Recap: Cavs 113, Knicks 106 (Or, Of Early Explosions, Late Implosions, And LeBron James Being Really Good)

February 6th, 2010 by John Krolik


Overview: LeBron James scored a franchise-record 35 points in the first half against the Knicks, including 24 straight points. Although the Knicks were able to cut a 24-point deficit to as little as three in the fourth quarter, the Cavs were able to hold on for a 113-106 victory.

Cavs-Related Bullets:

In two games against the Knicks this season, the Cavs have outscored the Knicks 84-45 in the first quarter. In the other six quarters combined, the Knicks have outscored the Cavs, by a count of 152-129.

The Cavs started out the game attacking the rim. The Cavs’ first 15 points came on dunks, layups, or free throws. David Lee had no chance against Shaq inside. JJ Hickson continues to look like a new man, especially early on. The lightbulb seems to have gone off for him on the offensive end. He was making sharp cuts to the rim, making catches in traffic, and finishing with authority.

25 of the Cavs’ first 30 points came at the rim. Then, with 1:55 remaining in the quarter, the real fun started. LeBron made five consecutive jumpers. The first came from 25 feet, the next from 20, the next from 26, and the final two from 32 feet. He scored 14 points in just under two minutes, and only used five possessions in doing so. He stayed hot at the beginning of the second quarter, making a layup and three straight mid-range jumpers to push the score to 52-31 with 9:38 remaining in the second quarter.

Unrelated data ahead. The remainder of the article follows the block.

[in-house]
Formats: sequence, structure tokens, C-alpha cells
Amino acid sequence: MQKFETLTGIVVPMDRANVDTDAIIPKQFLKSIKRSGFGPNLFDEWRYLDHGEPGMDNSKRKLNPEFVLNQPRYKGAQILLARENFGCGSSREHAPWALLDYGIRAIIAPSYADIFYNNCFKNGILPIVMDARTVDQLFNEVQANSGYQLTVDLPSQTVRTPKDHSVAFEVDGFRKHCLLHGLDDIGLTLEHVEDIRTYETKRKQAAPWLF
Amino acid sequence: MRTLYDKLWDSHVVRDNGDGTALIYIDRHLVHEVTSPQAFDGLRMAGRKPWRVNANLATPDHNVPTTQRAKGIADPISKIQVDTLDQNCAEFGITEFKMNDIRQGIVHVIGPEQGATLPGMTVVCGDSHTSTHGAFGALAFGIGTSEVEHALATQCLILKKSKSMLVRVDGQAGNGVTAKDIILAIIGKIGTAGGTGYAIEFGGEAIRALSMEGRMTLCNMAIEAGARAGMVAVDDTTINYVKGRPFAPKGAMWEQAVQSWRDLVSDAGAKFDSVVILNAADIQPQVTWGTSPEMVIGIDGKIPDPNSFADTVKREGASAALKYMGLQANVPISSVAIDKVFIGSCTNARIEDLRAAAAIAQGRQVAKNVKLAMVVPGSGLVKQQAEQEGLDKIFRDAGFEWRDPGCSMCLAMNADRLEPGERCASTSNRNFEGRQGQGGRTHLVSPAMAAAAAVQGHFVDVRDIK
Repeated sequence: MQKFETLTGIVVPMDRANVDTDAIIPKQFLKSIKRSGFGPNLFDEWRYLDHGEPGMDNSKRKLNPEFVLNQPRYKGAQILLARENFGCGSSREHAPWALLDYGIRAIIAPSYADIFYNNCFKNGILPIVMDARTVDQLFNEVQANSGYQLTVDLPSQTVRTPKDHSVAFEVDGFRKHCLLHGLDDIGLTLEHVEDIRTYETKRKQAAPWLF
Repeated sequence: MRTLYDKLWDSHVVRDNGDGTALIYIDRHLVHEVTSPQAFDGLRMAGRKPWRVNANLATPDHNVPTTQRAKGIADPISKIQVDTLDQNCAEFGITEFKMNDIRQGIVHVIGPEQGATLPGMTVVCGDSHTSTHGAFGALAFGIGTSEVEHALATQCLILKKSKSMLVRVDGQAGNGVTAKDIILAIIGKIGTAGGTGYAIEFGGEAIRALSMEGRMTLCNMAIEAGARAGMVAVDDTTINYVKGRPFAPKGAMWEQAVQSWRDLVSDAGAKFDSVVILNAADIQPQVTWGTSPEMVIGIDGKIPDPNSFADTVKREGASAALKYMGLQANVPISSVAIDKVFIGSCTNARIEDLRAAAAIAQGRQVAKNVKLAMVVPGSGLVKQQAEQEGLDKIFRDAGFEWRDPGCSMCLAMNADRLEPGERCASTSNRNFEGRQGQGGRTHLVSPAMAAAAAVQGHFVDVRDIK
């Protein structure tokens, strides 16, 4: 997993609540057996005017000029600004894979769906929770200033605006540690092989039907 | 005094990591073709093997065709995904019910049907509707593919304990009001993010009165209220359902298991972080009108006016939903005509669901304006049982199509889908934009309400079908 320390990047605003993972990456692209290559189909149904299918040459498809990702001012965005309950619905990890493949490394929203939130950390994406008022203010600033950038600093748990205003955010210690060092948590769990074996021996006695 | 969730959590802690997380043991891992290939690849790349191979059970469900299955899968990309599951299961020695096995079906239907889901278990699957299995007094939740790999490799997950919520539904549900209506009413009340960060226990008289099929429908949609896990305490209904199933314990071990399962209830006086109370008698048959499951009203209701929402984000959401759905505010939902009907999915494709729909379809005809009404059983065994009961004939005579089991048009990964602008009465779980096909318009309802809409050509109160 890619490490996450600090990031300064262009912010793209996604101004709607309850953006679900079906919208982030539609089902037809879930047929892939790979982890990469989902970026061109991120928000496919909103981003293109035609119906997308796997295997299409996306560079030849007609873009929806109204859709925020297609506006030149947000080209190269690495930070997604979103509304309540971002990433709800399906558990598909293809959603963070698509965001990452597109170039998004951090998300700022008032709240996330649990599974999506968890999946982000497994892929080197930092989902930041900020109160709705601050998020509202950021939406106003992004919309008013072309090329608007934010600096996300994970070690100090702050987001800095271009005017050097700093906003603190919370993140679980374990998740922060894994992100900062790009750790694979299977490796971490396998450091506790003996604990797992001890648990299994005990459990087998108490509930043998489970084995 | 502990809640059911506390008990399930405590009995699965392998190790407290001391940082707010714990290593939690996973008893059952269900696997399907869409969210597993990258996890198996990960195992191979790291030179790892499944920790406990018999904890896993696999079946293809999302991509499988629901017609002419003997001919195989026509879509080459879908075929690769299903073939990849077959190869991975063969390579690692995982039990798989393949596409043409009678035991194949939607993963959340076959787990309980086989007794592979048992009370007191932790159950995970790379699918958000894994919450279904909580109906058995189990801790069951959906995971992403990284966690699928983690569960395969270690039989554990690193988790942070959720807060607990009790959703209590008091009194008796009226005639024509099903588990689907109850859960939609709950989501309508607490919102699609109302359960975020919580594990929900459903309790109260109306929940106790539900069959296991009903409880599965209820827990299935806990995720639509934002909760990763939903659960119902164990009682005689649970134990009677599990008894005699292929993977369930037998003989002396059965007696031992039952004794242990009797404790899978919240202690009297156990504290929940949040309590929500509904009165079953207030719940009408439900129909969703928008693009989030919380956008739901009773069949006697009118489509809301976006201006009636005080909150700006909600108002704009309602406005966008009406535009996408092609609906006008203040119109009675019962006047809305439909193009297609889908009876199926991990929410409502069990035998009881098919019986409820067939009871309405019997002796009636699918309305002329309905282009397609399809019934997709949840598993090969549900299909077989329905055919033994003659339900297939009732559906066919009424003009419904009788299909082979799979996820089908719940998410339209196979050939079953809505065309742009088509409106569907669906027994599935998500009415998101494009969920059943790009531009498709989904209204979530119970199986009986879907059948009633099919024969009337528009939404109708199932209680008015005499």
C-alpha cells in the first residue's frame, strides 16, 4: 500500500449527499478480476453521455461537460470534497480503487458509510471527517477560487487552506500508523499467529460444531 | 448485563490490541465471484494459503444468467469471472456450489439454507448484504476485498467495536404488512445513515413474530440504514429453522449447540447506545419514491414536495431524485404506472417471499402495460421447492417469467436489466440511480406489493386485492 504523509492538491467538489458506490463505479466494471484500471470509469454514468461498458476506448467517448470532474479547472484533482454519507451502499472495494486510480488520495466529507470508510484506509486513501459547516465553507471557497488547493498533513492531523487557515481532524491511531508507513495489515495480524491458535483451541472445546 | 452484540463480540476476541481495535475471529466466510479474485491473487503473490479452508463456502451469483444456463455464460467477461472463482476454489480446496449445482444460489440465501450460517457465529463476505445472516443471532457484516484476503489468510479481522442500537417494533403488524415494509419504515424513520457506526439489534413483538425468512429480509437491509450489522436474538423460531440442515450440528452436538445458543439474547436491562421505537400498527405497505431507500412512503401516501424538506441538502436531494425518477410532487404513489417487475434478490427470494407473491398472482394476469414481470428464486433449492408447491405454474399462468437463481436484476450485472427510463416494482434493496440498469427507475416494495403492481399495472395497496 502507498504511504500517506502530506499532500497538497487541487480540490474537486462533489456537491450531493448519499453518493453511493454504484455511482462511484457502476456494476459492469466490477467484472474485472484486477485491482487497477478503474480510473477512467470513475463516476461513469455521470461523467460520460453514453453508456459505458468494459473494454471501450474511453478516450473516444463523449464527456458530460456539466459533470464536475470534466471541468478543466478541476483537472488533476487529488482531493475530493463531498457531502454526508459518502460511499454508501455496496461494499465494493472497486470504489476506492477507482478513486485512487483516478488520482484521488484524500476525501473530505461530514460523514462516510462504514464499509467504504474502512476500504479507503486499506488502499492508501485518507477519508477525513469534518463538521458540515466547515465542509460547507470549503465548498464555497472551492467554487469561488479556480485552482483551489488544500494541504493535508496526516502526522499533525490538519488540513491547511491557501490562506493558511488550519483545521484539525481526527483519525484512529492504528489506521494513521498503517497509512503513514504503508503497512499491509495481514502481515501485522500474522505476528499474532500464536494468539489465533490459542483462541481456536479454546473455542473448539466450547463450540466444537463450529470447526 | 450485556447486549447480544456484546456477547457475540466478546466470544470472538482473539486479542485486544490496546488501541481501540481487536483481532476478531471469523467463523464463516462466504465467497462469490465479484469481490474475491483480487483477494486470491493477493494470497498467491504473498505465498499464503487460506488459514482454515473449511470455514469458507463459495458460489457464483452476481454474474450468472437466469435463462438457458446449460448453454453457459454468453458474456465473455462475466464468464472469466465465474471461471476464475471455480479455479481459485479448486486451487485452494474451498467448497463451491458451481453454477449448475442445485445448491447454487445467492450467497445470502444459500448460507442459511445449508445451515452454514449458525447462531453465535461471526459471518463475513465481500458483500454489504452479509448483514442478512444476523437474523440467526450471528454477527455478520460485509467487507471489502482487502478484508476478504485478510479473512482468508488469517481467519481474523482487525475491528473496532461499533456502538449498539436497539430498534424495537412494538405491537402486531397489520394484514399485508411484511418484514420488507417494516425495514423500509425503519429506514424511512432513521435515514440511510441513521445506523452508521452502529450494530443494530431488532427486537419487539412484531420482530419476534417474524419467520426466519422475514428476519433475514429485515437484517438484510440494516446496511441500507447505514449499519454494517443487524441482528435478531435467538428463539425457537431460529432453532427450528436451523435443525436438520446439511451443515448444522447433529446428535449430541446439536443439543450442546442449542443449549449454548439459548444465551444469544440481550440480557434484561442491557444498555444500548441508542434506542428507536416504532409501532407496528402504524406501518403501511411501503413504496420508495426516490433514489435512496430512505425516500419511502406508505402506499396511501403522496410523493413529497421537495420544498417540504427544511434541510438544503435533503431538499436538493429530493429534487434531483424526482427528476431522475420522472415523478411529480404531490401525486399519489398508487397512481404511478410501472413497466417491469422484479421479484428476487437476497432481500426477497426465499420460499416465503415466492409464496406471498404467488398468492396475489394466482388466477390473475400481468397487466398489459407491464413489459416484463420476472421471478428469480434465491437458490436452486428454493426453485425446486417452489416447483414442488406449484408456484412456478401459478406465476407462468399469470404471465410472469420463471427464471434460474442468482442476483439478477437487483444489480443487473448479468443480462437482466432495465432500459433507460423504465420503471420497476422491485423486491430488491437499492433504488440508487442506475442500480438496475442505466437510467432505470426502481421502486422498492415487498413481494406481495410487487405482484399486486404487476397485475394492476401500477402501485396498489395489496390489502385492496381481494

During his torrid stretch, LeBron scored 24 straight points on 10-11 shooting from the field. It took him just over four minutes to do it. There’s not much to be said when LeBron goes off like that. It looked more like a glitch in The Matrix than basketball. It’s awe-inspiring, demoralizing, unstoppable, unsustainable, terrifying. LeBron finished the half with a layup and two free throws, giving him a franchise-record 35 points in the half. In that first half, LeBron had 20 points on 11 shots outside of the paint. Unreal.

In the second half, LeBron cooled down from the outside. That was inevitable. The Cavs having no idea how to attack the zone defenses the Knicks started throwing at them wasn’t inevitable.

The ball stayed on the perimeter, and all the Cavs’ attempts to go inside were home-run attempts that the Knicks had little trouble picking off. When the ball did move, it was just around the perimeter. The ball would stay on one side of the floor for far too long, and LeBron wasn’t involved in the offense when he didn’t have the ball. At no point was an effort made to get LeBron in the high post at the middle of the floor, which is how the zone should’ve been attacked. Between LeBron holding the ball and forcing jumpers, the Cavs having no point guard to initiate the offense, and the Cavs letting up because they had a big lead, it was a perfect storm of bad offense.